Tuesday, February 3, 2009

Stone Breath, "Lanterna Lucis Viriditatis" Re-issue, November 2008

In the liner notes for Stone Breath’s second lp, re-issued last month in an expanded double disk by Hand/Eye, clawhammer banjo player and weird folk visionary Timothy Renner confesses that the album “almost didn’t happen.” Those of you who wish that The Incredible String Band hadn’t stopped producing records like “The 5,000 Spirits or the Layers of the Onion” or “The Hangman’s Beautiful Daughter” in the late 1960s will be glad that it did.

As a piece of contemporary American music, “Lanterna Lucis Viriditatis,” or “the lantern of the greening light,” feels like a record that could only have come out of a campfire in Brattleboro, Vermont or Western Massachusetts, though rural Pennsylvania comes close enough. The anonymous folk ballad arrangements and the Clive Palmer cover on track 4 say it all: the four members of Stone Breath, like Palmer and Mike Heron before them, are “traditional” folkies at heart, with one foot in Appalacia and one foot in old England. But between yodel sessions for The Spectral Light & Moonshine Firefly Snakeoil Jamboree, their main project, the group’s search for roots has led them as far as India, Egypt and darkest Peru, splurging on a witchfinder dulcimer, a pan flute, or a sitar for every banjo and 12-string.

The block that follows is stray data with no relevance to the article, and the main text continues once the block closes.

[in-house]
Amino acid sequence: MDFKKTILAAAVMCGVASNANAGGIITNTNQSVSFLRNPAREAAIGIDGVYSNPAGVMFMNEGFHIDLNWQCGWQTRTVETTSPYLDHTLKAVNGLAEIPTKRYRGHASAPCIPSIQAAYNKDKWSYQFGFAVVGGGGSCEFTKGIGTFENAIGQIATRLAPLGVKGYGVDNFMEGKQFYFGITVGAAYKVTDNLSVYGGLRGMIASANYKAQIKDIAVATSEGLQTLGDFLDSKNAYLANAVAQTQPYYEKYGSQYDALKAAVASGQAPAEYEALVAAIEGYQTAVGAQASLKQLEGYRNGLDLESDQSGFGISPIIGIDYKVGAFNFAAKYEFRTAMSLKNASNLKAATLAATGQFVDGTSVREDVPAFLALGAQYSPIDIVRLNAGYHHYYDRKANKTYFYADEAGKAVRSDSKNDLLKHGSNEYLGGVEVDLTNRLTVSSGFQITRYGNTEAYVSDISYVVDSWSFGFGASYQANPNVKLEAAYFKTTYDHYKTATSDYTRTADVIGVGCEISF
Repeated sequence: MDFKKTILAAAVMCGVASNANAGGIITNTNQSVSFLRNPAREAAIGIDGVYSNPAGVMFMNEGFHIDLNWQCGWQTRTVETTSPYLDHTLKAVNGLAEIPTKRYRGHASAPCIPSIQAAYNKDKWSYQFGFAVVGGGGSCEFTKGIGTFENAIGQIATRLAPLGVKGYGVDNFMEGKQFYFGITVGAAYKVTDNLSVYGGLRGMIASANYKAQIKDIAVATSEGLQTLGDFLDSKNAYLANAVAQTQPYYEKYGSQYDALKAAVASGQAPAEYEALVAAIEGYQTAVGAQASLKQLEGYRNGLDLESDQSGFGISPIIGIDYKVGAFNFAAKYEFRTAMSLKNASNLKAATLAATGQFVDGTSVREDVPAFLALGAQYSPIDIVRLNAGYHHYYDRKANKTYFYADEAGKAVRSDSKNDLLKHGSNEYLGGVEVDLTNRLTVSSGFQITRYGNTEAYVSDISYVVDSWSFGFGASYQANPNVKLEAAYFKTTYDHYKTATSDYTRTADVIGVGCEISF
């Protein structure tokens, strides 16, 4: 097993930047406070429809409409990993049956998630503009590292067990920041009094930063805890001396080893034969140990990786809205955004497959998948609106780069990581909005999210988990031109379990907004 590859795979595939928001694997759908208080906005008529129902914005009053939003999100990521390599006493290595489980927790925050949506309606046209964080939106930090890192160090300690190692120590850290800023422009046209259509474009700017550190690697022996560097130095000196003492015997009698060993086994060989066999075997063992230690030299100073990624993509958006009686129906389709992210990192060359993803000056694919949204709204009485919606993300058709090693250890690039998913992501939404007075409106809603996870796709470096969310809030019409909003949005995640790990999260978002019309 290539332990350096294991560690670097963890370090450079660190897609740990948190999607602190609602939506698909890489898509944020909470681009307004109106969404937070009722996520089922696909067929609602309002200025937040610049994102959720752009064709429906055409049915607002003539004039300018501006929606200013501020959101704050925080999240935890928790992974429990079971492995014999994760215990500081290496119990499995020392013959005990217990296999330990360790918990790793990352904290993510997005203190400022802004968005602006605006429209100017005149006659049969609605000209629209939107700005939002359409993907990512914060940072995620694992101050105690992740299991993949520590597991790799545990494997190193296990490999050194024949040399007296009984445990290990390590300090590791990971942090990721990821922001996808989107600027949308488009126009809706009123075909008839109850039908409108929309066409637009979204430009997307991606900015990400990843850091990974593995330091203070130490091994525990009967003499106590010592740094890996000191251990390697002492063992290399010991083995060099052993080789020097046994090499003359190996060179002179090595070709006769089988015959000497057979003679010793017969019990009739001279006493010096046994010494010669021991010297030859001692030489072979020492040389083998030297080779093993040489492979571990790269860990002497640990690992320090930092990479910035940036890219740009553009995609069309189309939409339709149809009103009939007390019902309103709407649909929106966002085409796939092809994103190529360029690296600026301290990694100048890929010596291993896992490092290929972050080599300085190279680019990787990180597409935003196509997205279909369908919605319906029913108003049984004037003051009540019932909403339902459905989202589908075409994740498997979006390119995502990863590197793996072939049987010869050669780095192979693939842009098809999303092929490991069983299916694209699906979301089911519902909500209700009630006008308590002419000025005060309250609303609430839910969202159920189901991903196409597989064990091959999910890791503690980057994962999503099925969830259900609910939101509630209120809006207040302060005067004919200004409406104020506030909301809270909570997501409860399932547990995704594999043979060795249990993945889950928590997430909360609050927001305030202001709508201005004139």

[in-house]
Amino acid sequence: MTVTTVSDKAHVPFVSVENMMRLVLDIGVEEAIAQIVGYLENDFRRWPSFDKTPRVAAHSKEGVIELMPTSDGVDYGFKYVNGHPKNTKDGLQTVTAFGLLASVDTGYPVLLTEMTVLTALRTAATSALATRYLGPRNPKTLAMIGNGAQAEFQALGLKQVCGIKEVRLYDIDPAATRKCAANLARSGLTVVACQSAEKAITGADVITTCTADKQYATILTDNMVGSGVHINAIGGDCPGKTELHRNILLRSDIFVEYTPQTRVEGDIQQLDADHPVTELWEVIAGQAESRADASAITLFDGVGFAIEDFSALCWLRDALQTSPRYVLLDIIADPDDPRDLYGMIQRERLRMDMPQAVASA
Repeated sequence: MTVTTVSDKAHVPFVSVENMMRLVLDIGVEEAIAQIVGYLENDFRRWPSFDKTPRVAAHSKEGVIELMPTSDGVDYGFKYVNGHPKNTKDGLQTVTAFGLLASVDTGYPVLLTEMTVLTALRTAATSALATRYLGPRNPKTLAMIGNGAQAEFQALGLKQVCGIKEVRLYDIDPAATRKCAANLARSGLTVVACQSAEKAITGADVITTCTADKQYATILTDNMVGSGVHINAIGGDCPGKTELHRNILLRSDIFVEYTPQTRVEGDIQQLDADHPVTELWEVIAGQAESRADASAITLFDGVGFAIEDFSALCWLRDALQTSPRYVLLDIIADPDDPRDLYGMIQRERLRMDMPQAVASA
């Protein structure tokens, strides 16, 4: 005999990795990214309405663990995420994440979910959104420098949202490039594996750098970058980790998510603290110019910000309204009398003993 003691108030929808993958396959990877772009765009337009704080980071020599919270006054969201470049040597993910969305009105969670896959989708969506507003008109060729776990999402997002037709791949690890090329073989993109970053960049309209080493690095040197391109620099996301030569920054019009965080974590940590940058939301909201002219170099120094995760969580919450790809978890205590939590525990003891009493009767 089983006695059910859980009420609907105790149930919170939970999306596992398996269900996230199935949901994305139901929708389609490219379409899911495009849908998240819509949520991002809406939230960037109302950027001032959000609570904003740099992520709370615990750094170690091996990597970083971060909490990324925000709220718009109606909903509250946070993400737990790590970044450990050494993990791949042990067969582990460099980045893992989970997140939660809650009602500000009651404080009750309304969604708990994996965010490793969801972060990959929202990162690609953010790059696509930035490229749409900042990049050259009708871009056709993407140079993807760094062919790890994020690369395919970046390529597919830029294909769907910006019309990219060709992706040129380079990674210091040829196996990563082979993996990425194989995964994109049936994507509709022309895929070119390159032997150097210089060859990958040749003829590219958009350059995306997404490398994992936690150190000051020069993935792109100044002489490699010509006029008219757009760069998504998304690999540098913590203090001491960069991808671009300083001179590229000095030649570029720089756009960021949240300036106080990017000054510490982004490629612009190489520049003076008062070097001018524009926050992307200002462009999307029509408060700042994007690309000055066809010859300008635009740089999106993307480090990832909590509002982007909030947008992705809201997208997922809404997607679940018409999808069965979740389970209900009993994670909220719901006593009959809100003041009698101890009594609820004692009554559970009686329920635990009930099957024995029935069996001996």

There is a good deal of mystical head-scratching here, but Renner, Prydwyn Piper, Sarada, and RA Campbell seem a lot more earth-bound than their Scottish antecedents, favoring repetitive incantations and minimal drone arrangements over flying 180 degree turns. Timothy’s voice lumbers drowsily over everything from last year’s harvest to Christian martyrdom, riding on a constant flow of repetitive banjo and guitar motifs and punctuated by a few candleflickers of harmonium and vocal harmony. With a second disk full of tracks from previous 7 inch and CDR releases, there is a whole lot to digest here, but it is hands down one of most gorgeous folk releases I’ve heard since the Feathers lp—even if it predates that album by a couple years. And perhaps the soundtrack to the salvia trip you never had the guts to take.

Words: Emilie Friedlander

Originally published on Foxy Digitalis, December 2008

Like what we're doing here? Just a little pocket change gives Visitation Rites food to live on.